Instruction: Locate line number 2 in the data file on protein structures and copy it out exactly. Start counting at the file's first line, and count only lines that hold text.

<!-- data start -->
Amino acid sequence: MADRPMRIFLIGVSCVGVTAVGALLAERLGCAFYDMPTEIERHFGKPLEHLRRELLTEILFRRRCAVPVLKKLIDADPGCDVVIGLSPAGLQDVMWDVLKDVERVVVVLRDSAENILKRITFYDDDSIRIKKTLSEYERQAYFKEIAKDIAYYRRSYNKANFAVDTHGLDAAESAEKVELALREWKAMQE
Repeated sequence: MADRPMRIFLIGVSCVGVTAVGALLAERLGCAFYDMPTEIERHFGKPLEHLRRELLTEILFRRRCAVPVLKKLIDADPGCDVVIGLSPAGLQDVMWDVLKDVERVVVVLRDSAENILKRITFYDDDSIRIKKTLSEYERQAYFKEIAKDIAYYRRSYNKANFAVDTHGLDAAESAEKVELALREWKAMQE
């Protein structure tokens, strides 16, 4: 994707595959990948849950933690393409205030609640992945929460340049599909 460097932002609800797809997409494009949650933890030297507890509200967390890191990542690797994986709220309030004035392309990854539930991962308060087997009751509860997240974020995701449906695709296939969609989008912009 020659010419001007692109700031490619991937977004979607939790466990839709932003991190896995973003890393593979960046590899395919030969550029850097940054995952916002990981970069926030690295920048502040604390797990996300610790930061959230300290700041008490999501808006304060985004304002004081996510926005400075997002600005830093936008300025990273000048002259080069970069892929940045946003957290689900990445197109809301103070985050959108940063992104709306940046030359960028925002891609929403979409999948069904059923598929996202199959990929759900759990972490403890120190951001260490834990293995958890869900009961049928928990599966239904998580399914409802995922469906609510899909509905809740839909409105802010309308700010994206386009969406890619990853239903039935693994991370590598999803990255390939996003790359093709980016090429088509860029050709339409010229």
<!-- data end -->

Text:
Repeated sequence: MADRPMRIFLIGVSCVGVTAVGALLAERLGCAFYDMPTEIERHFGKPLEHLRRELLTEILFRRRCAVPVLKKLIDADPGCDVVIGLSPAGLQDVMWDVLKDVERVVVVLRDSAENILKRITFYDDDSIRIKKTLSEYERQAYFKEIAKDIAYYRRSYNKANFAVDTHGLDAAESAEKVELALREWKAMQE